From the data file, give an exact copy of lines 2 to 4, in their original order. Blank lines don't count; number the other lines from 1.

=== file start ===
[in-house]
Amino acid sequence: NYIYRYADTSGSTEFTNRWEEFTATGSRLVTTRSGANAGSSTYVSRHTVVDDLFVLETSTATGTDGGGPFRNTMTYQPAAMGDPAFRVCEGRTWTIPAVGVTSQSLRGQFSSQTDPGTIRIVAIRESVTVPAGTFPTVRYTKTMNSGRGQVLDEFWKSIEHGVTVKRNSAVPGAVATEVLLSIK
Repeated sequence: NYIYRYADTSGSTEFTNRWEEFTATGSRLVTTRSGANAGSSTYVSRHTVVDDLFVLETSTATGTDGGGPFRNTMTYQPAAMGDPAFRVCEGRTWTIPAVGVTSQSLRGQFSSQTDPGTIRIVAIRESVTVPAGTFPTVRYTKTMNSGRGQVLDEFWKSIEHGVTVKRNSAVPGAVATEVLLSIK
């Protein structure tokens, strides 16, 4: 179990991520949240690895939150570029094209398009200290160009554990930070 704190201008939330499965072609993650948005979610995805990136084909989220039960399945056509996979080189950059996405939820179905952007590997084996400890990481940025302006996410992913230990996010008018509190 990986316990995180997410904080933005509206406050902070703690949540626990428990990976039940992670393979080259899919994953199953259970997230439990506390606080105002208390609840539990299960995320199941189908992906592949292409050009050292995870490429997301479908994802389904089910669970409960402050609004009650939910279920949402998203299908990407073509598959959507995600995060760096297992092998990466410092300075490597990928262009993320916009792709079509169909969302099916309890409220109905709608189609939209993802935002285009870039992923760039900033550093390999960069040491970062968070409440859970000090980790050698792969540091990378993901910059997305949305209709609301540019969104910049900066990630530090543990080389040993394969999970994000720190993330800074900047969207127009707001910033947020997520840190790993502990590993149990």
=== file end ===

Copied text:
Amino acid sequence: NYIYRYADTSGSTEFTNRWEEFTATGSRLVTTRSGANAGSSTYVSRHTVVDDLFVLETSTATGTDGGGPFRNTMTYQPAAMGDPAFRVCEGRTWTIPAVGVTSQSLRGQFSSQTDPGTIRIVAIRESVTVPAGTFPTVRYTKTMNSGRGQVLDEFWKSIEHGVTVKRNSAVPGAVATEVLLSIK
Repeated sequence: NYIYRYADTSGSTEFTNRWEEFTATGSRLVTTRSGANAGSSTYVSRHTVVDDLFVLETSTATGTDGGGPFRNTMTYQPAAMGDPAFRVCEGRTWTIPAVGVTSQSLRGQFSSQTDPGTIRIVAIRESVTVPAGTFPTVRYTKTMNSGRGQVLDEFWKSIEHGVTVKRNSAVPGAVATEVLLSIK
């Protein structure tokens, strides 16, 4: 179990991520949240690895939150570029094209398009200290160009554990930070 704190201008939330499965072609993650948005979610995805990136084909989220039960399945056509996979080189950059996405939820179905952007590997084996400890990481940025302006996410992913230990996010008018509190 990986316990995180997410904080933005509206406050902070703690949540626990428990990976039940992670393979080259899919994953199953259970997230439990506390606080105002208390609840539990299960995320199941189908992906592949292409050009050292995870490429997301479908994802389904089910669970409960402050609004009650939910279920949402998203299908990407073509598959959507995600995060760096297992092998990466410092300075490597990928262009993320916009792709079509169909969302099916309890409220109905709608189609939209993802935002285009870039992923760039900033550093390999960069040491970062968070409440859970000090980790050698792969540091990378993901910059997305949305209709609301540019969104910049900066990630530090543990080389040993394969999970994000720190993330800074900047969207127009707001910033947020997520840190790993502990590993149990």